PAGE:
(Reuters) - European football federations have agreed it would be "impossible" to stage the 2022 World Cup in Qatar in summer as planned and a task force will be set up to find an alternative.
"Obviously there are certain reservations regarding the World Cup in Qatar but everyone agrees that it would be impossible to play in the severe heat of Qatar in the summer," FIFA vice-president Jim Boyce told Sky television.
"It is very important that we get this right," he added, speaking in a phone interview after a meeting of the 54 European football federations in Dubrovnik, Croatia.
"They all agree that to play the World Cup, to take thousands of fans to the biggest sporting event in the middle of summer would be impossible."
FIFA is expected to agree in principle to the switch at its next executive committee meeting in October.
"It is very important that we get this right," added Boyce.
"I think what will happen is that they will probably agree for everyone, including the people in Qatar of course, to sit round a table and come up with a solution.
"What has happened has happened. It is in Qatar and at the end of the day what has to happen here is that the best interests of football are sorted out and I am confident that will happen. It is purely a one-off."
Last week, the association representing European clubs said they would not be opposed to a re-scheduling of the tournament but added they wanted to be consulted about the new timing.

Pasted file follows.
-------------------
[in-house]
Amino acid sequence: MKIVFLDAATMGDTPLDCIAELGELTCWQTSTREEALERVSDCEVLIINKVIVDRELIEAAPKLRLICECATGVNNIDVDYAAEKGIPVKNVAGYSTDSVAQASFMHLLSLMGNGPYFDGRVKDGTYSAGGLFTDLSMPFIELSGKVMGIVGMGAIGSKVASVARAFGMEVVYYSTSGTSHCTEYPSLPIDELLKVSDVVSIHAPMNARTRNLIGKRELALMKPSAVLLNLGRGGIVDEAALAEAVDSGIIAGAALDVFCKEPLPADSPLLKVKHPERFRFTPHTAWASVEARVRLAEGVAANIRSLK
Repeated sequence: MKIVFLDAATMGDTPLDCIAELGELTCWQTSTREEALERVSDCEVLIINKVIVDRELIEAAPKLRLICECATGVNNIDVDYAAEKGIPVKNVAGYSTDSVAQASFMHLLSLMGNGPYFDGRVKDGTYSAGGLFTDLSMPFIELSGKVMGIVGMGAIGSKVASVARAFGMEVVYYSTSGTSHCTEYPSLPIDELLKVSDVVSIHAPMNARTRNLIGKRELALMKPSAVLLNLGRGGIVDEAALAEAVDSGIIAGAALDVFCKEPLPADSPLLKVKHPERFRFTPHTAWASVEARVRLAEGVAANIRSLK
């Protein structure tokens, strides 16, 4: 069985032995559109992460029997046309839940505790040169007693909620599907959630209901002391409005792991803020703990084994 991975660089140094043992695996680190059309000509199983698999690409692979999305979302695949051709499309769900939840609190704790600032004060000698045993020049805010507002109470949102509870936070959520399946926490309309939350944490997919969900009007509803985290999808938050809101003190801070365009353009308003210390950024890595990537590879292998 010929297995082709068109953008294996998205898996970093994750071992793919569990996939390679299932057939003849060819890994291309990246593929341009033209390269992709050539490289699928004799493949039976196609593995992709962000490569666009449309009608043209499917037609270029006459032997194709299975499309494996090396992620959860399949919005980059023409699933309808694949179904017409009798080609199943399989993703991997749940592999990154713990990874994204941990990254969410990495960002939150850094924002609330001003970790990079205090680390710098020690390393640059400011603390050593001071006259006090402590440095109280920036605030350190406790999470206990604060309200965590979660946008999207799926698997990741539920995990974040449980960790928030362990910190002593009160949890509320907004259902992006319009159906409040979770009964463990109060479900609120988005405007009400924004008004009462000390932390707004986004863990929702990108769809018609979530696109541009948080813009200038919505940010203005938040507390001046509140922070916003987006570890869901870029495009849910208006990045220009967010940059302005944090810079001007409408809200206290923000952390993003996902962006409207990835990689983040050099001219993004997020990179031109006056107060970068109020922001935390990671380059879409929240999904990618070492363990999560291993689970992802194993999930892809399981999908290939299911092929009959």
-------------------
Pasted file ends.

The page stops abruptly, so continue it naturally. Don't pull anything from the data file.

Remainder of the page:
Qatar has said, despite the searing temperatures, it can stage the World Cup in the summer by building air-conditioned stadiums using newly environmentally-friendly technology. Stadiums would be cooled to around 28 Celsius.
However, there are still worries about how fans will deal with the heat away from the stadiums.
In recent interviews, FIFA president Sepp Blatter has said that his organization had never specially stated that the World Cup had to be held in summer when it awarded the hosting of the tournament in 2010.
His comments came after suggestions that the other countries bidding for the tournament could take legal action, or call for a re-vote, if the timing of the tournament was changed.
On Tuesday, Australia's soccer chief Frank Lowy warned FIFA not to rush a decision on switching the 2022 World Cup in Qatar to the northern hemisphere winter and said other bidders should be compensated if the move goes ahead.
Japan, South Korea and the United States, which itself suffers from scorching summer weather in many parts of the country, lost out in the race to host the event.
Re-scheduling would force a change of the European domestic calendar and clubs and leagues fear they could lose out financially.
UEFA president Michel Platini, who has publicly said he voted for Qatar, is among those in favor of a change, suggesting that January-February would be the best time.
However, this could clash with the Winter Olympics, also to be staged in 2022.
(Reporting by Clare Fallon; Writing by Brian Homewood in Berne; Editing by Alison Wildey)